And Steven will appreciate. I’m one of the world’s worst at technology. It’s a miracle I could even click the screen today. So you want to . . . you know, we’ve got Zoom and all these different platforms. So if you’re doing virtual meetings for the first few times, test it, do some coaching for the participants on how they can be engaged and how to use things. You may even frankly do a one-on-one Zoom call with every board member and teach them the platform ahead of time. Add, you know . . . we don’t have the coffee around the table conversation so be sure and add in that time for those board meetings for the board to keep connecting and developing those relationships and, you know, if nothing else, you go around the virtual room and people share how they’re doing and how their families are doing. But just . . . that’s a piece too, that personal connectivity. We can conduct business by Zoom and other platforms but if you’re having a board meeting, you want to build that in to be sure that that takes place with the virtual meeting.
Next is . . . this is kind of . . . like we said, keep your meetings scheduled and if anything, increase . . . would be to communicate more frequently with the board. And this would be from the board chair again and need to be coordinated with the messages of course that the CEO would send.
But the board chair really should also be reaching out on a personal basis to each of the board members to be sure they’re okay, to gauge how they’re enduring. And we’d hope the CEO would be as well but both those calls and conversations would be welcomed by board members. One of the things with this challenging time the board chair especially can do on these calls would be as you gauge where . . . how individuals are impacted by this crisis would be to . . . most organizations are having cash opportunities or flow opportunities and they . . . so you may want to ask board members to frontload some giving and that’s something that the board chair can certainly do, you know, most effectively. So again, we recommend that the board chairs reach out to, you know . . . every month to each of the board members and this can be a quick call or even a text and at times when needed, a lengthier conversation.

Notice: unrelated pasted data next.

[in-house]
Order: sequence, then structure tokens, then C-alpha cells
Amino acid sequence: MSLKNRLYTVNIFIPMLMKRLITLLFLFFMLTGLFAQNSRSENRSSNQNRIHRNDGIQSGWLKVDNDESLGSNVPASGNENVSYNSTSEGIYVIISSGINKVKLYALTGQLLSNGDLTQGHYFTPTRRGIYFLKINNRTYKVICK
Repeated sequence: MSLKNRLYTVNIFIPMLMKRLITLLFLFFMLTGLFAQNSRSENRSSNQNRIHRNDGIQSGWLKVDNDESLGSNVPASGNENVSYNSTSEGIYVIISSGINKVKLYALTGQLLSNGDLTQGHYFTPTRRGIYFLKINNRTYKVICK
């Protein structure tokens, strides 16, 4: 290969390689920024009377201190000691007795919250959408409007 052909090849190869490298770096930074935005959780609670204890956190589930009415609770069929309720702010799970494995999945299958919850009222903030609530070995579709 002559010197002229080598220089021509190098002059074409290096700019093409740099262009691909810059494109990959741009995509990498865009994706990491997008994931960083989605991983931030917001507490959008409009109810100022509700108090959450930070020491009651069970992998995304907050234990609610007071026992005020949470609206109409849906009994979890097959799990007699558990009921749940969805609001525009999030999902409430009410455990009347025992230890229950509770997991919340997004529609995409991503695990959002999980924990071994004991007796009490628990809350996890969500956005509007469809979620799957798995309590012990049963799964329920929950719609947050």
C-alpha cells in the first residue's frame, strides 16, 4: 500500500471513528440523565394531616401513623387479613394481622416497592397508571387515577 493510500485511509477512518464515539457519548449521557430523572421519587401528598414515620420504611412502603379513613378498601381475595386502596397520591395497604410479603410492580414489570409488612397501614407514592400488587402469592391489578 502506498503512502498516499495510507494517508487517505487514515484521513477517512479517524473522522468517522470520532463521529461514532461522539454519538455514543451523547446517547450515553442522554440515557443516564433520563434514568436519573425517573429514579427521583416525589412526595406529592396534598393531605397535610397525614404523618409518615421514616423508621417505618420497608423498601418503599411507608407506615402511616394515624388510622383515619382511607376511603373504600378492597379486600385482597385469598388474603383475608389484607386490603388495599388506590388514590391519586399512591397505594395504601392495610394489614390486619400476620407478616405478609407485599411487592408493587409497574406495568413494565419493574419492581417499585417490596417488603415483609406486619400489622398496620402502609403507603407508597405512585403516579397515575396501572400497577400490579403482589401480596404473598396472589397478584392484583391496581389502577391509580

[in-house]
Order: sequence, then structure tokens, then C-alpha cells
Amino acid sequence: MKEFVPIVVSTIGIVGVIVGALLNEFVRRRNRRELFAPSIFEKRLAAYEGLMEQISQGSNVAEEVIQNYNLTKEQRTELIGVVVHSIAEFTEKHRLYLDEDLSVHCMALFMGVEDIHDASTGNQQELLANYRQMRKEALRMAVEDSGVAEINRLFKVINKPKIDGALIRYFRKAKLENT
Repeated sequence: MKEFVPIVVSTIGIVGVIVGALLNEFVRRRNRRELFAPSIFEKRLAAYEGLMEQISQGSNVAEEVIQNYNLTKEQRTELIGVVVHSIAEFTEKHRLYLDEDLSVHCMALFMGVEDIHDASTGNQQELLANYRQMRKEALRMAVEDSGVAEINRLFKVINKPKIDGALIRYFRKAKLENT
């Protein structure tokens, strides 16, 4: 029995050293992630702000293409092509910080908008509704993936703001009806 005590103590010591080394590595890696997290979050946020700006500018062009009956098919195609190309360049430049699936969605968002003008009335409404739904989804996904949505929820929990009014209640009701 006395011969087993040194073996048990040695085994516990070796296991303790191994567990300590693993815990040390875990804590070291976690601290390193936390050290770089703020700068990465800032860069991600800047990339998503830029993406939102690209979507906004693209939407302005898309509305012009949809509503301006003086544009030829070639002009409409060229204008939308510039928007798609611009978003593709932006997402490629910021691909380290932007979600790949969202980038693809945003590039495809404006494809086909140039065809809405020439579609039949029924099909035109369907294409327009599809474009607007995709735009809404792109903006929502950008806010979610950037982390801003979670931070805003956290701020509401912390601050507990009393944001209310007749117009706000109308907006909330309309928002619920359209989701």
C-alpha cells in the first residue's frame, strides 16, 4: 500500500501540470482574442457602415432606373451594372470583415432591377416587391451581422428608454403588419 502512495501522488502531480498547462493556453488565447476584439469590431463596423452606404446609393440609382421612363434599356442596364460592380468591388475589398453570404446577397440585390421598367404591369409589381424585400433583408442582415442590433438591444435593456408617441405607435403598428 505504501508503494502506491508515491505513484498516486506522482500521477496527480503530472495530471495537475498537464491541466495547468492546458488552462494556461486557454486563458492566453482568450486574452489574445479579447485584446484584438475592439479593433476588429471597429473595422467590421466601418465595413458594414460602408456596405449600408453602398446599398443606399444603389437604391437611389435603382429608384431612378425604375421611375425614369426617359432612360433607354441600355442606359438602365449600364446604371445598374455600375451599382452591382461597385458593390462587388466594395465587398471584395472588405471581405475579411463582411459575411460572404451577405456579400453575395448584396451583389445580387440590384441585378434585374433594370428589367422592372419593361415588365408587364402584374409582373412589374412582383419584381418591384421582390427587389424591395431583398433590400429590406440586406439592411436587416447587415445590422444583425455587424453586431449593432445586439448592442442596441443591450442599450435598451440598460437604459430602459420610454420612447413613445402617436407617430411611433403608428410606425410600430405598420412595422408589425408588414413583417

Our seventh tip is to increase the visibility of the board chair. You know, one of the things that struck me and I think many of us saw a few weeks ago . . . you know, the Queen of England had a message of comfort for the people of her nation and the United Kingdom and it really reminded me at least of those old wartime, you know, messages. And the response from that was really overwhelmingly positive. So you as board chair or your board chair . . . really, you have that official fiduciary responsibility but I’d also suggest . . . and think about this, that in a way that you are a figurehead, you are to many larger than life. And I’d even suggest that you are the king or queen of that nonprofit and have that widespread, you know, respect and admiration. So we’d encourage you again to increase your visibility.